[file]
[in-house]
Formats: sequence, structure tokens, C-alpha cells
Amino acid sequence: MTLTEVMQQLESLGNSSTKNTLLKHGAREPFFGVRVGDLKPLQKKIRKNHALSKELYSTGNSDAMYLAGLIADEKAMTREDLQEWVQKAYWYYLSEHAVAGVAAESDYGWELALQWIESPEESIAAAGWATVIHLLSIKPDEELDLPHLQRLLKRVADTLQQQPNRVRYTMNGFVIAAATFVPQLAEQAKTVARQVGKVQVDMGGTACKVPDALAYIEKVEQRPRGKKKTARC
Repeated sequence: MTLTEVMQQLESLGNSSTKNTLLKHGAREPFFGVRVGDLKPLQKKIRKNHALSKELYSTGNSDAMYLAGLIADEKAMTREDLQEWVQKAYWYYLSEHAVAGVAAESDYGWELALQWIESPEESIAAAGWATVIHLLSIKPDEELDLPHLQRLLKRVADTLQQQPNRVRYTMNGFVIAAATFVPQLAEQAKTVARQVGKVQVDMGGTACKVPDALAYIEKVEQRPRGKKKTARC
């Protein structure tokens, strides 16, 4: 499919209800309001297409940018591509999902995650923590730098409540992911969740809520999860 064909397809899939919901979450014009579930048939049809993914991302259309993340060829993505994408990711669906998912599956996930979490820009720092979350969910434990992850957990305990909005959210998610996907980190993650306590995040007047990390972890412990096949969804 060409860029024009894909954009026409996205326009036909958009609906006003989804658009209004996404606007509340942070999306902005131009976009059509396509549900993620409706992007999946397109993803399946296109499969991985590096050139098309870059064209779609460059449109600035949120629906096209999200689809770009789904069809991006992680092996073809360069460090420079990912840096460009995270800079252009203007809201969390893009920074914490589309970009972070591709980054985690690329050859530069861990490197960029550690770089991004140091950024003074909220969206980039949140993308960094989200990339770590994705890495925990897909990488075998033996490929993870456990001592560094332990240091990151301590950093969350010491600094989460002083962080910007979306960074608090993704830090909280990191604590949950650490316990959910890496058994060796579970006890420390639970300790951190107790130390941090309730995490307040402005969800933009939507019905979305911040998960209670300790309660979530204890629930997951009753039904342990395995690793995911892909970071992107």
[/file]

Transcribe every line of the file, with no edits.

[in-house]
Formats: sequence, structure tokens, C-alpha cells
Amino acid sequence: MTLTEVMQQLESLGNSSTKNTLLKHGAREPFFGVRVGDLKPLQKKIRKNHALSKELYSTGNSDAMYLAGLIADEKAMTREDLQEWVQKAYWYYLSEHAVAGVAAESDYGWELALQWIESPEESIAAAGWATVIHLLSIKPDEELDLPHLQRLLKRVADTLQQQPNRVRYTMNGFVIAAATFVPQLAEQAKTVARQVGKVQVDMGGTACKVPDALAYIEKVEQRPRGKKKTARC
Repeated sequence: MTLTEVMQQLESLGNSSTKNTLLKHGAREPFFGVRVGDLKPLQKKIRKNHALSKELYSTGNSDAMYLAGLIADEKAMTREDLQEWVQKAYWYYLSEHAVAGVAAESDYGWELALQWIESPEESIAAAGWATVIHLLSIKPDEELDLPHLQRLLKRVADTLQQQPNRVRYTMNGFVIAAATFVPQLAEQAKTVARQVGKVQVDMGGTACKVPDALAYIEKVEQRPRGKKKTARC
């Protein structure tokens, strides 16, 4: 499919209800309001297409940018591509999902995650923590730098409540992911969740809520999860 064909397809899939919901979450014009579930048939049809993914991302259309993340060829993505994408990711669906998912599956996930979490820009720092979350969910434990992850957990305990909005959210998610996907980190993650306590995040007047990390972890412990096949969804 060409860029024009894909954009026409996205326009036909958009609906006003989804658009209004996404606007509340942070999306902005131009976009059509396509549900993620409706992007999946397109993803399946296109499969991985590096050139098309870059064209779609460059449109600035949120629906096209999200689809770009789904069809991006992680092996073809360069460090420079990912840096460009995270800079252009203007809201969390893009920074914490589309970009972070591709980054985690690329050859530069861990490197960029550690770089991004140091950024003074909220969206980039949140993308960094989200990339770590994705890495925990897909990488075998033996490929993870456990001592560094332990240091990151301590950093969350010491600094989460002083962080910007979306960074608090993704830090909280990191604590949950650490316990959910890496058994060796579970006890420390639970300790951190107790130390941090309730995490307040402005969800933009939507019905979305911040998960209670300790309660979530204890629930997951009753039904342990395995690793995911892909970071992107």